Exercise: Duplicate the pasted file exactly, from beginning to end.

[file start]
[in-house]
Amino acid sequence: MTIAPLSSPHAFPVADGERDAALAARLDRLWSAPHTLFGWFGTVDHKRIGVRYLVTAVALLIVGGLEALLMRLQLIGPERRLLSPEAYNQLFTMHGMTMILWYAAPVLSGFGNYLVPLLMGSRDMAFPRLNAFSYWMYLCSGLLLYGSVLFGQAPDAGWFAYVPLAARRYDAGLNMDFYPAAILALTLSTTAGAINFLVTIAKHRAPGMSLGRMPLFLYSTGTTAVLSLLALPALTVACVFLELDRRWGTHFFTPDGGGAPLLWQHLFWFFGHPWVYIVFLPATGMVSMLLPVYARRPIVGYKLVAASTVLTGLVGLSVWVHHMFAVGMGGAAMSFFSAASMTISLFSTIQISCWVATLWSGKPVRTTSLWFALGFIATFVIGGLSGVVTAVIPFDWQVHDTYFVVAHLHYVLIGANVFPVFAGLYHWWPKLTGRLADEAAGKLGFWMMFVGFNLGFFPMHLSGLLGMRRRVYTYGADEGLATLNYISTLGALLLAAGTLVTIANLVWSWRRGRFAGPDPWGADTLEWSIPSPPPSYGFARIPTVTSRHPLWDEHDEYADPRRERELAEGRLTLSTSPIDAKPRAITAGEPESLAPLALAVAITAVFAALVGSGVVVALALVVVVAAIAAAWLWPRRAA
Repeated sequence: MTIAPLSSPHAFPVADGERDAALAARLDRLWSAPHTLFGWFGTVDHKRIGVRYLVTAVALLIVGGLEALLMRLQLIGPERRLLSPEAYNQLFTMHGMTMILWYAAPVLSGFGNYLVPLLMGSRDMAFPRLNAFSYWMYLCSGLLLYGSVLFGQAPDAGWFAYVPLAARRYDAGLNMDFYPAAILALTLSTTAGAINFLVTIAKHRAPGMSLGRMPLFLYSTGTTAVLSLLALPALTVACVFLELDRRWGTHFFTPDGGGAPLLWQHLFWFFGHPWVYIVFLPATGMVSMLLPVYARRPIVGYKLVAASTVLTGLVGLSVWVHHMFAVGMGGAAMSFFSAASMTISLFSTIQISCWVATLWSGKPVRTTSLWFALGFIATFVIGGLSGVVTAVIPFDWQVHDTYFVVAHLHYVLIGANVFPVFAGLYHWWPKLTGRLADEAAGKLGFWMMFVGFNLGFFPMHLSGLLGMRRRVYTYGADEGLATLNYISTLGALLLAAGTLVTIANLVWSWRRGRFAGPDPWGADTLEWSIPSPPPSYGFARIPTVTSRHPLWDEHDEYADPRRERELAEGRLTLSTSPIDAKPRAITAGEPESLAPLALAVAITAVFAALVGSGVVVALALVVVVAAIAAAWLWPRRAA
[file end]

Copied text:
[in-house]
Amino acid sequence: MTIAPLSSPHAFPVADGERDAALAARLDRLWSAPHTLFGWFGTVDHKRIGVRYLVTAVALLIVGGLEALLMRLQLIGPERRLLSPEAYNQLFTMHGMTMILWYAAPVLSGFGNYLVPLLMGSRDMAFPRLNAFSYWMYLCSGLLLYGSVLFGQAPDAGWFAYVPLAARRYDAGLNMDFYPAAILALTLSTTAGAINFLVTIAKHRAPGMSLGRMPLFLYSTGTTAVLSLLALPALTVACVFLELDRRWGTHFFTPDGGGAPLLWQHLFWFFGHPWVYIVFLPATGMVSMLLPVYARRPIVGYKLVAASTVLTGLVGLSVWVHHMFAVGMGGAAMSFFSAASMTISLFSTIQISCWVATLWSGKPVRTTSLWFALGFIATFVIGGLSGVVTAVIPFDWQVHDTYFVVAHLHYVLIGANVFPVFAGLYHWWPKLTGRLADEAAGKLGFWMMFVGFNLGFFPMHLSGLLGMRRRVYTYGADEGLATLNYISTLGALLLAAGTLVTIANLVWSWRRGRFAGPDPWGADTLEWSIPSPPPSYGFARIPTVTSRHPLWDEHDEYADPRRERELAEGRLTLSTSPIDAKPRAITAGEPESLAPLALAVAITAVFAALVGSGVVVALALVVVVAAIAAAWLWPRRAA
Repeated sequence: MTIAPLSSPHAFPVADGERDAALAARLDRLWSAPHTLFGWFGTVDHKRIGVRYLVTAVALLIVGGLEALLMRLQLIGPERRLLSPEAYNQLFTMHGMTMILWYAAPVLSGFGNYLVPLLMGSRDMAFPRLNAFSYWMYLCSGLLLYGSVLFGQAPDAGWFAYVPLAARRYDAGLNMDFYPAAILALTLSTTAGAINFLVTIAKHRAPGMSLGRMPLFLYSTGTTAVLSLLALPALTVACVFLELDRRWGTHFFTPDGGGAPLLWQHLFWFFGHPWVYIVFLPATGMVSMLLPVYARRPIVGYKLVAASTVLTGLVGLSVWVHHMFAVGMGGAAMSFFSAASMTISLFSTIQISCWVATLWSGKPVRTTSLWFALGFIATFVIGGLSGVVTAVIPFDWQVHDTYFVVAHLHYVLIGANVFPVFAGLYHWWPKLTGRLADEAAGKLGFWMMFVGFNLGFFPMHLSGLLGMRRRVYTYGADEGLATLNYISTLGALLLAAGTLVTIANLVWSWRRGRFAGPDPWGADTLEWSIPSPPPSYGFARIPTVTSRHPLWDEHDEYADPRRERELAEGRLTLSTSPIDAKPRAITAGEPESLAPLALAVAITAVFAALVGSGVVVALALVVVVAAIAAAWLWPRRAA